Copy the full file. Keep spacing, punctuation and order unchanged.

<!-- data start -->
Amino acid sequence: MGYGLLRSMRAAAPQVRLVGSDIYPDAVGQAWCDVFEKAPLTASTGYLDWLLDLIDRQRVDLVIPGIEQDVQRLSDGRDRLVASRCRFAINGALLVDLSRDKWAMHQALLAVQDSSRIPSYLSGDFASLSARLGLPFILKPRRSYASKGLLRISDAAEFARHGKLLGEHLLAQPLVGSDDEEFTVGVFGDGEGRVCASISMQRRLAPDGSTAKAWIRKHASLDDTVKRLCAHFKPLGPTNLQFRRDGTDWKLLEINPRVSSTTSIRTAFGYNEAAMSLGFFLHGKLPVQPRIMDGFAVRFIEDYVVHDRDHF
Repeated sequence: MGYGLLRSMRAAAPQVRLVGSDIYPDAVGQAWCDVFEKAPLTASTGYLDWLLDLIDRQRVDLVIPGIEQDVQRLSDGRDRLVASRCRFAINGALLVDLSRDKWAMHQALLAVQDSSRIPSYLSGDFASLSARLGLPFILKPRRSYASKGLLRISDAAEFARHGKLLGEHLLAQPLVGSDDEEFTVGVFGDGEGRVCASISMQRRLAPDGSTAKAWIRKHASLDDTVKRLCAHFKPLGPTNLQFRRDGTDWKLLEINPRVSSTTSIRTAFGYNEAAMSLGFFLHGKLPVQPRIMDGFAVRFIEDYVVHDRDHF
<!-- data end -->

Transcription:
Amino acid sequence: MGYGLLRSMRAAAPQVRLVGSDIYPDAVGQAWCDVFEKAPLTASTGYLDWLLDLIDRQRVDLVIPGIEQDVQRLSDGRDRLVASRCRFAINGALLVDLSRDKWAMHQALLAVQDSSRIPSYLSGDFASLSARLGLPFILKPRRSYASKGLLRISDAAEFARHGKLLGEHLLAQPLVGSDDEEFTVGVFGDGEGRVCASISMQRRLAPDGSTAKAWIRKHASLDDTVKRLCAHFKPLGPTNLQFRRDGTDWKLLEINPRVSSTTSIRTAFGYNEAAMSLGFFLHGKLPVQPRIMDGFAVRFIEDYVVHDRDHF
Repeated sequence: MGYGLLRSMRAAAPQVRLVGSDIYPDAVGQAWCDVFEKAPLTASTGYLDWLLDLIDRQRVDLVIPGIEQDVQRLSDGRDRLVASRCRFAINGALLVDLSRDKWAMHQALLAVQDSSRIPSYLSGDFASLSARLGLPFILKPRRSYASKGLLRISDAAEFARHGKLLGEHLLAQPLVGSDDEEFTVGVFGDGEGRVCASISMQRRLAPDGSTAKAWIRKHASLDDTVKRLCAHFKPLGPTNLQFRRDGTDWKLLEINPRVSSTTSIRTAFGYNEAAMSLGFFLHGKLPVQPRIMDGFAVRFIEDYVVHDRDHF